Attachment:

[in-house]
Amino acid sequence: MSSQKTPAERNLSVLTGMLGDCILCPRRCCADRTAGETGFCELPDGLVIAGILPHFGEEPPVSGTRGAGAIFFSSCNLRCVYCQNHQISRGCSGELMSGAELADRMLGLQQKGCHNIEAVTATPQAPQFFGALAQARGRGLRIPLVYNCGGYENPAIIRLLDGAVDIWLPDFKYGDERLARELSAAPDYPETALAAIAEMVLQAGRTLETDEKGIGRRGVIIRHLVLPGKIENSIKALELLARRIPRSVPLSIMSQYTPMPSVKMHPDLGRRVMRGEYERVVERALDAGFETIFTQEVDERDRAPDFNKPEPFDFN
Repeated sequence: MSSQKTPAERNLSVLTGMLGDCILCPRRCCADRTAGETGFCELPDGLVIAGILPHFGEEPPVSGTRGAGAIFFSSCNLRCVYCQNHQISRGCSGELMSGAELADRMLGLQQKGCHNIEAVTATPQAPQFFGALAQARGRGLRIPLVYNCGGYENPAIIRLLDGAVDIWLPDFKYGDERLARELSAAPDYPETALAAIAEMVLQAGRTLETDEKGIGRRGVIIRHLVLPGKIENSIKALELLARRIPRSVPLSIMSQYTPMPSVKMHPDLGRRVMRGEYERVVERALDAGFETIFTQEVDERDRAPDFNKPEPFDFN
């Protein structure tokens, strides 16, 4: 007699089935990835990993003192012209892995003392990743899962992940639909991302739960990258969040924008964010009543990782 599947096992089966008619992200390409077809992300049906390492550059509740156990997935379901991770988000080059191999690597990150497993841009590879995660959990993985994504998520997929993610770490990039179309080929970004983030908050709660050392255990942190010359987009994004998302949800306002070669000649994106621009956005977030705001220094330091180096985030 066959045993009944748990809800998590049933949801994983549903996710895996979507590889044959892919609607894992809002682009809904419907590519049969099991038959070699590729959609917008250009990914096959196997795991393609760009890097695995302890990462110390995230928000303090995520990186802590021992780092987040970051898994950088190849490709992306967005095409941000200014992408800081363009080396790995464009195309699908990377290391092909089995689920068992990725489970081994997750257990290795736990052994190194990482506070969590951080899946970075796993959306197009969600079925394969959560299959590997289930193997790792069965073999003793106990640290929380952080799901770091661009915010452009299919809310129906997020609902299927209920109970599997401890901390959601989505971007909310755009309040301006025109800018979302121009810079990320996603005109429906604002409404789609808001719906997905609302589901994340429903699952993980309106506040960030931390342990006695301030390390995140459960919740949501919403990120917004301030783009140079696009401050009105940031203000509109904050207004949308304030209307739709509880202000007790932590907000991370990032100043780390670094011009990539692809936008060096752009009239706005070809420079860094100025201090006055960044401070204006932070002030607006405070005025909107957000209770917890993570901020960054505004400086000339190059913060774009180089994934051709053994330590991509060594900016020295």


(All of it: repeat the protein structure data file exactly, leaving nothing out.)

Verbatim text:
[in-house]
Amino acid sequence: MSSQKTPAERNLSVLTGMLGDCILCPRRCCADRTAGETGFCELPDGLVIAGILPHFGEEPPVSGTRGAGAIFFSSCNLRCVYCQNHQISRGCSGELMSGAELADRMLGLQQKGCHNIEAVTATPQAPQFFGALAQARGRGLRIPLVYNCGGYENPAIIRLLDGAVDIWLPDFKYGDERLARELSAAPDYPETALAAIAEMVLQAGRTLETDEKGIGRRGVIIRHLVLPGKIENSIKALELLARRIPRSVPLSIMSQYTPMPSVKMHPDLGRRVMRGEYERVVERALDAGFETIFTQEVDERDRAPDFNKPEPFDFN
Repeated sequence: MSSQKTPAERNLSVLTGMLGDCILCPRRCCADRTAGETGFCELPDGLVIAGILPHFGEEPPVSGTRGAGAIFFSSCNLRCVYCQNHQISRGCSGELMSGAELADRMLGLQQKGCHNIEAVTATPQAPQFFGALAQARGRGLRIPLVYNCGGYENPAIIRLLDGAVDIWLPDFKYGDERLARELSAAPDYPETALAAIAEMVLQAGRTLETDEKGIGRRGVIIRHLVLPGKIENSIKALELLARRIPRSVPLSIMSQYTPMPSVKMHPDLGRRVMRGEYERVVERALDAGFETIFTQEVDERDRAPDFNKPEPFDFN
């Protein structure tokens, strides 16, 4: 007699089935990835990993003192012209892995003392990743899962992940639909991302739960990258969040924008964010009543990782 599947096992089966008619992200390409077809992300049906390492550059509740156990997935379901991770988000080059191999690597990150497993841009590879995660959990993985994504998520997929993610770490990039179309080929970004983030908050709660050392255990942190010359987009994004998302949800306002070669000649994106621009956005977030705001220094330091180096985030 066959045993009944748990809800998590049933949801994983549903996710895996979507590889044959892919609607894992809002682009809904419907590519049969099991038959070699590729959609917008250009990914096959196997795991393609760009890097695995302890990462110390995230928000303090995520990186802590021992780092987040970051898994950088190849490709992306967005095409941000200014992408800081363009080396790995464009195309699908990377290391092909089995689920068992990725489970081994997750257990290795736990052994190194990482506070969590951080899946970075796993959306197009969600079925394969959560299959590997289930193997790792069965073999003793106990640290929380952080799901770091661009915010452009299919809310129906997020609902299927209920109970599997401890901390959601989505971007909310755009309040301006025109800018979302121009810079990320996603005109429906604002409404789609808001719906997905609302589901994340429903699952993980309106506040960030931390342990006695301030390390995140459960919740949501919403990120917004301030783009140079696009401050009105940031203000509109904050207004949308304030209307739709509880202000007790932590907000991370990032100043780390670094011009990539692809936008060096752009009239706005070809420079860094100025201090006055960044401070204006932070002030607006405070005025909107957000209770917890993570901020960054505004400086000339190059913060774009180089994934051709053994330590991509060594900016020295």